Globalization has given many benefits to CEMEX and its competitors. First of all, it reduced the tariffs of product exportation by acquiring local plants and facilities instead. By doing so, these cement companies could control the localized quarries, which give them the proximity to the raw material needed for cement production. No need to ship the goods across the border, therefore no tariffs on the delivery.
On the other hand, as they acquired the local plants and built distribution terminals, these companies have gained a competitive advantage of transportation cost. If they choose to export, the cost of transportation may cost them a fortune, as the cement need to be shipped in special means. Thus, they will lose their competitiveness in price otherwise the margin.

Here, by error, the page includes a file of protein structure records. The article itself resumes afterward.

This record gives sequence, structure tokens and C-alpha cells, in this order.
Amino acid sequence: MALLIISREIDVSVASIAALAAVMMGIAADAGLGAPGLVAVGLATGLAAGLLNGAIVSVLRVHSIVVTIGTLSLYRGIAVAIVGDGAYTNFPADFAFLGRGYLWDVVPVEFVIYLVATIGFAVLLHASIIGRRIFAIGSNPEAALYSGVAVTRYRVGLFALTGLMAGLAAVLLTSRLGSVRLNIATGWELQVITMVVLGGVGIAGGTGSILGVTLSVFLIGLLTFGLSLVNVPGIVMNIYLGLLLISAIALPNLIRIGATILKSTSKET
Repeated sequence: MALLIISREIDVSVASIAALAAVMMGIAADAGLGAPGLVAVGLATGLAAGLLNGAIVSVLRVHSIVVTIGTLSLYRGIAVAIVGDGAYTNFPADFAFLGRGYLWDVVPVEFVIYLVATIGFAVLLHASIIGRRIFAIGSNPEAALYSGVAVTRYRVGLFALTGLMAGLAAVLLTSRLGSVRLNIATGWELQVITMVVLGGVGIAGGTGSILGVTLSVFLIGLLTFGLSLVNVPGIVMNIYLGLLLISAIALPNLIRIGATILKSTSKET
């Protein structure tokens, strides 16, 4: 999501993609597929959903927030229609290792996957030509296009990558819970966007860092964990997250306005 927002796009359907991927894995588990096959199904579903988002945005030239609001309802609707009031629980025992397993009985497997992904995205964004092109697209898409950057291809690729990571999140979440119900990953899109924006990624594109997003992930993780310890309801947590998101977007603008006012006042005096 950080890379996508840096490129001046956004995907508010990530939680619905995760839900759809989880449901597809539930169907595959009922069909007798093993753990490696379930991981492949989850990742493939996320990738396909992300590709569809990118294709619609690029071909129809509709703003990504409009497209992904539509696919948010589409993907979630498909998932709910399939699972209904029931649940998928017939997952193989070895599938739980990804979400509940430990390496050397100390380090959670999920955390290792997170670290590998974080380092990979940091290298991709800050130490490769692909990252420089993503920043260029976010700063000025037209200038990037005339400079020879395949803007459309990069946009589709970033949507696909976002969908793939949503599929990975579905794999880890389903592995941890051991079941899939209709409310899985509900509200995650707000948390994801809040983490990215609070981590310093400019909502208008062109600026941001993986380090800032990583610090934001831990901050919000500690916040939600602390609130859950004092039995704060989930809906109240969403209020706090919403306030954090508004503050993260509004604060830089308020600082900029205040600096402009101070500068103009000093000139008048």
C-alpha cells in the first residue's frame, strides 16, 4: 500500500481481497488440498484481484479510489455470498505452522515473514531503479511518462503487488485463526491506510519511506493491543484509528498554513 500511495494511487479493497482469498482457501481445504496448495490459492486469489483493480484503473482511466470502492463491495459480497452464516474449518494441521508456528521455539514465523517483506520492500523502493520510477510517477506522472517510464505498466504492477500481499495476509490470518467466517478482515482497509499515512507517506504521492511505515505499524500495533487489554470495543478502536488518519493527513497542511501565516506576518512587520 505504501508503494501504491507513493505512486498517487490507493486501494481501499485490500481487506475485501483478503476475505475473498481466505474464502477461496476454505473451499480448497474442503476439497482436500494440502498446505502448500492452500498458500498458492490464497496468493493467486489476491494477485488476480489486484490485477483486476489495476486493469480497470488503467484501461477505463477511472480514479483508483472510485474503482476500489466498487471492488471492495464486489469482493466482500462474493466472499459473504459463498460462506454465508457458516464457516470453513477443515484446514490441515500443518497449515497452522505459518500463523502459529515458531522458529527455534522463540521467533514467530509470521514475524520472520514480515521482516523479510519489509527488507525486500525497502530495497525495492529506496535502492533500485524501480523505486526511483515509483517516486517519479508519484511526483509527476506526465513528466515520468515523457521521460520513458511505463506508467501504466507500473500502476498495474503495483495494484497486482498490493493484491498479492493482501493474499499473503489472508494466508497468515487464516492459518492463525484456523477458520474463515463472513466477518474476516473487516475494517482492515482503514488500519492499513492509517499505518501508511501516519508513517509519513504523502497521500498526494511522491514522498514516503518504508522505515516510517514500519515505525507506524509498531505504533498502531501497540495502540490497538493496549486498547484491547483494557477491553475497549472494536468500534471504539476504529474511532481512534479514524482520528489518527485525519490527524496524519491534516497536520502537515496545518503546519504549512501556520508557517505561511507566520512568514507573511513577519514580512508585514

Last but not least, due to the process of globalization, CEMEX and its competitors could well spread their risks. If one market is not performing well, they could depend on the other ones. So, assuming there isn’t a world-wide recession, the revenues of theirs will be more stable because of diversification.
2. How specifically has CEMEX managed to outperform its leading global competitors (e.g., Holderbank) in the cement industry?
Several elements together have made the CEMEX the largest international trader in the cement industry. The most important one, I think, is that CEMEX has always been distinguishing itself by the intent of its focus on emerging markets. The weighted average growth rate in cement demand in the countries it was doing business with was nearly 4%, whereas a growth rate of 3% for Holderbank and Lafarge, 2% for the other three international majors.
And because of the peso crisis in Mexico, CEMEX has discovered a distinct customer segment. It has decided to open up the business with informal construction which demanded bagged cement through retail channels. The demand was